Slightly less than a year after the Marvel MAX imprint took off in 2001, budding writer Brian K. Vaughan and horror comics artist Kyle Hotz concoct a six-part limited series premiering a rookie super-villian who realises that with great power comes great responsibility.

"What makes wearing a stupid costume worth all that hassle?"
"One word... Pussy."

Parker Robbins is a young small-time crook just trying to make ends meet and support his pregnant girlfriend and institutionalized mother. Oh, that and he's got a Eastern European mistress. But the daily grind of petty crimes just don't cut it for Parker. He's been idolizing supervillians ever since he witnessed Electro's battle with Daredevil as a child.

"But... but he's wearing some sort of cape. You sure he's not a, you know, and Avenger or something?"
"Pretty sure. Avengers ain't that ugly."

When his cousin and partner in crime gets wind of another possible heist, Parker reluctantly goes along for the ride. However, the tip-off was inaccurate and the hopeful criminals find themselves in an abandoned warehouse, with nothing but occult markings on the ground. To make matters worse, the two men are attacked by a strange demon and in the melee, the younger thief shoots their otherworldly assailant. Ever the opportunist, Parker picks up the demon's boots and hooded cloak.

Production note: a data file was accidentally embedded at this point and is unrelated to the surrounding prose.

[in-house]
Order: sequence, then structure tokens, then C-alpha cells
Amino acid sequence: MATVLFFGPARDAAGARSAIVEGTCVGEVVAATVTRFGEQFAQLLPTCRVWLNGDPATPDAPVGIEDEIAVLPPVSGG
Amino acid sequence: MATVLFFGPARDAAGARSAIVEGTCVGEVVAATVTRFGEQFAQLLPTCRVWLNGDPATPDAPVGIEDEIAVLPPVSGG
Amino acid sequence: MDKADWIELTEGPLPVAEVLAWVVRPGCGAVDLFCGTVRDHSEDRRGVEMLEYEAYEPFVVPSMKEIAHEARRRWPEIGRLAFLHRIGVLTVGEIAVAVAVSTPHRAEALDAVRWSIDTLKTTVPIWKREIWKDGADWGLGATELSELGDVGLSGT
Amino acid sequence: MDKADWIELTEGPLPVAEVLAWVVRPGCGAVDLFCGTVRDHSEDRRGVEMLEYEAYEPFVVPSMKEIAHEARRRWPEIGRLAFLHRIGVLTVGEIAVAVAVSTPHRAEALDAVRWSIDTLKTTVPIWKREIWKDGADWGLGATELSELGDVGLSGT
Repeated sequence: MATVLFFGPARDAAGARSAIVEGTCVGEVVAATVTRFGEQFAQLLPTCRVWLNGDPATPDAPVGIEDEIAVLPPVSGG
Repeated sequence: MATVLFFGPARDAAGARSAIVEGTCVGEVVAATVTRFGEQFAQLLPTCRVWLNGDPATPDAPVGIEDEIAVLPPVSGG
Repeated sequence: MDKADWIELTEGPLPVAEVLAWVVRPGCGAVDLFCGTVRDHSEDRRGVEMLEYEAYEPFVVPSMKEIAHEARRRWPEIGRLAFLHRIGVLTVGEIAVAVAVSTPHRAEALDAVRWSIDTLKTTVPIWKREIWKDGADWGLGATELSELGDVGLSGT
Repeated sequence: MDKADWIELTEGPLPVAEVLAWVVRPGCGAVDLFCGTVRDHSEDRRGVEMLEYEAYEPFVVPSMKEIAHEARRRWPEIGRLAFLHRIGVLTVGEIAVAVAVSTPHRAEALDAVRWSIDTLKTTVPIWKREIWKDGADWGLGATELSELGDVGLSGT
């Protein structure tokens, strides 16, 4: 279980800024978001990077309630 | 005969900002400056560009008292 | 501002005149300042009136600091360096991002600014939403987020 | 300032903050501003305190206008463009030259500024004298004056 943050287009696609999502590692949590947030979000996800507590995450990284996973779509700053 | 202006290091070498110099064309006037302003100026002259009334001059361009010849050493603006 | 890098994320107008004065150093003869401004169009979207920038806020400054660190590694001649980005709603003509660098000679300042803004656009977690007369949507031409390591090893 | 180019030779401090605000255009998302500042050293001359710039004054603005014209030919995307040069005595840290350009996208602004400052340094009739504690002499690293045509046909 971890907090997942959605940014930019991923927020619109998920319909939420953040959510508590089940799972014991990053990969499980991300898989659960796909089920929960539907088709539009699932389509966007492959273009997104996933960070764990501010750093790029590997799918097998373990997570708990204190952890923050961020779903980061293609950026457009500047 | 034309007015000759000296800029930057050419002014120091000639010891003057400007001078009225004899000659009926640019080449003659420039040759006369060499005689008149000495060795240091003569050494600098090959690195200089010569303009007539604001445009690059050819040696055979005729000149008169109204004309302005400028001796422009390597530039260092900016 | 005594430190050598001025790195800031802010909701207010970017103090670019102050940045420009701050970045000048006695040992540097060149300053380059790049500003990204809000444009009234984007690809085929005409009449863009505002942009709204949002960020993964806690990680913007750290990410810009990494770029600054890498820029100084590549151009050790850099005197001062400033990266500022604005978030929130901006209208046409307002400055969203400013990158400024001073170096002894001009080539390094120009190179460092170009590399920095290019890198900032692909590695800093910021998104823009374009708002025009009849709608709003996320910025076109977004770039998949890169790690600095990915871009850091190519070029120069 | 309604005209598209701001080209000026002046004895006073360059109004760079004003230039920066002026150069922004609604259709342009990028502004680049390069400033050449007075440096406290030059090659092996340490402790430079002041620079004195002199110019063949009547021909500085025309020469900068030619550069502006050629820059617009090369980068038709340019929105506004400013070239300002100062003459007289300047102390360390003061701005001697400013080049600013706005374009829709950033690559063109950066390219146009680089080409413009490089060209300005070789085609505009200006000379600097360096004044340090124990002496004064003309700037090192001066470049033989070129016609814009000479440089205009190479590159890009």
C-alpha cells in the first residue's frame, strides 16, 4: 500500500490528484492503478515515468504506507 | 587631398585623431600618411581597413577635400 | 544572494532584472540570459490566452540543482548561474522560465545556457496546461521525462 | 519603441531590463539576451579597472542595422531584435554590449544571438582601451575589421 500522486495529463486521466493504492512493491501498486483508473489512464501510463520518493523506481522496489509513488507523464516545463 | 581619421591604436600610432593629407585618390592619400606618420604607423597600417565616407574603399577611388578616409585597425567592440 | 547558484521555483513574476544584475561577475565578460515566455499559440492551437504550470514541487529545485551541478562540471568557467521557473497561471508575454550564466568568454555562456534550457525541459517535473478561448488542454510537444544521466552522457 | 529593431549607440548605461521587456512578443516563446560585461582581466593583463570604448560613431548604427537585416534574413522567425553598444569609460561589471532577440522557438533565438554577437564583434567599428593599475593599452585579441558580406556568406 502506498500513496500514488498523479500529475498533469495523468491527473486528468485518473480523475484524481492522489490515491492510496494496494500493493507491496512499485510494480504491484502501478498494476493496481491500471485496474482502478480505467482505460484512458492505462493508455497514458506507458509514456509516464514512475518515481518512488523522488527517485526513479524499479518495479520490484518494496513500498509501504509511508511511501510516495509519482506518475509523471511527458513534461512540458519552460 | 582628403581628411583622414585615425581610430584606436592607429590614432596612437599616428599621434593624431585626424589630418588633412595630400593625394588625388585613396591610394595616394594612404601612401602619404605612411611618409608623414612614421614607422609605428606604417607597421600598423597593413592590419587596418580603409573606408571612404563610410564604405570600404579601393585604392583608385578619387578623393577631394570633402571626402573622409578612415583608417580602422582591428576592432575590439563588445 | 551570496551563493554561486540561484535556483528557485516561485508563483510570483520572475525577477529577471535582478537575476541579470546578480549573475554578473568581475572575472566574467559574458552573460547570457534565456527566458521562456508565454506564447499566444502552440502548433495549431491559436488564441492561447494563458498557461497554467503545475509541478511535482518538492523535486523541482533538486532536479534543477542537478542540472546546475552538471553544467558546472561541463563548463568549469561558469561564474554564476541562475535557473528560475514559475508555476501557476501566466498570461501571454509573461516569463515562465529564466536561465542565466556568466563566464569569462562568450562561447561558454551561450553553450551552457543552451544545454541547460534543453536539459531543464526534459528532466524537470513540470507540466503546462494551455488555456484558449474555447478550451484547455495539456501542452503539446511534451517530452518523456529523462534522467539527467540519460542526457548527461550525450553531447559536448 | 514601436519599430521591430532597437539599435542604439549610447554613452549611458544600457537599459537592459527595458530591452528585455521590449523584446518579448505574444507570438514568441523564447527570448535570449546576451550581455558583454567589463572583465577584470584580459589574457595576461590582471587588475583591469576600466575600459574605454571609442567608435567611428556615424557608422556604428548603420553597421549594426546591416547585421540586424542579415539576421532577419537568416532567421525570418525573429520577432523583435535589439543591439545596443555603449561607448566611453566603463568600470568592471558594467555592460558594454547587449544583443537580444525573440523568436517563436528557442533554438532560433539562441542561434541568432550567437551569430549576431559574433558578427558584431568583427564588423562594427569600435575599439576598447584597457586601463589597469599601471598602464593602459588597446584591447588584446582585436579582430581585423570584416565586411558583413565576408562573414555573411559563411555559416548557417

"I've got powers now."
"Powers? How? You get doused with chemicals or... hit by an asteroid?"

Thus begins the ride of his life as Parker Robbins discovers he now can levitate as well as turn invisible, thanks to his new choice of clothing. However, the juvenile offender lets his newfound powers go to his head and despite stealing a bag of diamonds, shoots a police officer in the process.

"Do you have any idea what the life expectancy of a fugitive cop-killer is?"

Parker is now a man on the run, his every action tailed closely by two rookie agents from the FBI. Dubbed "The Hood", Parker Robbins needs all his wits about him if he is to escape his pursuers.


Co-creator Brian Vaughan (who went on to write the best-selling Y: The Last Man) does well in making a protaganist out of a supervillian. Despite his less than legal activities, Parker Robbins is depicted as being both a filial son and loving boyfriend. The reader ends up relating to The Hood's humanity, for this is very much another "coming of age" story about growing up with newfound power.

The strength of the story also lies in the richness of its supporting cast. Vaughan throws in well-known but second-rate supervillians such as the Constrictor, the Shocker and Jack O'Lantern, along with various references to the Fantastic Four and the Kingpin. The frequency of these "honorable" mentions reminds the reader that this is very much a Marvel Comic, despite its rather unique anti-hero.

Dubbed the "Master of the Macabre", artist Kyle Hotz lends his edgy, darker style to the comic, giving it the perfect blend of horror and film noir. Even the Shocker, a supervillian who gets defeated by Spider-Man on a regular basis, appears a hostile and lethal threat when drawn by Hotz.

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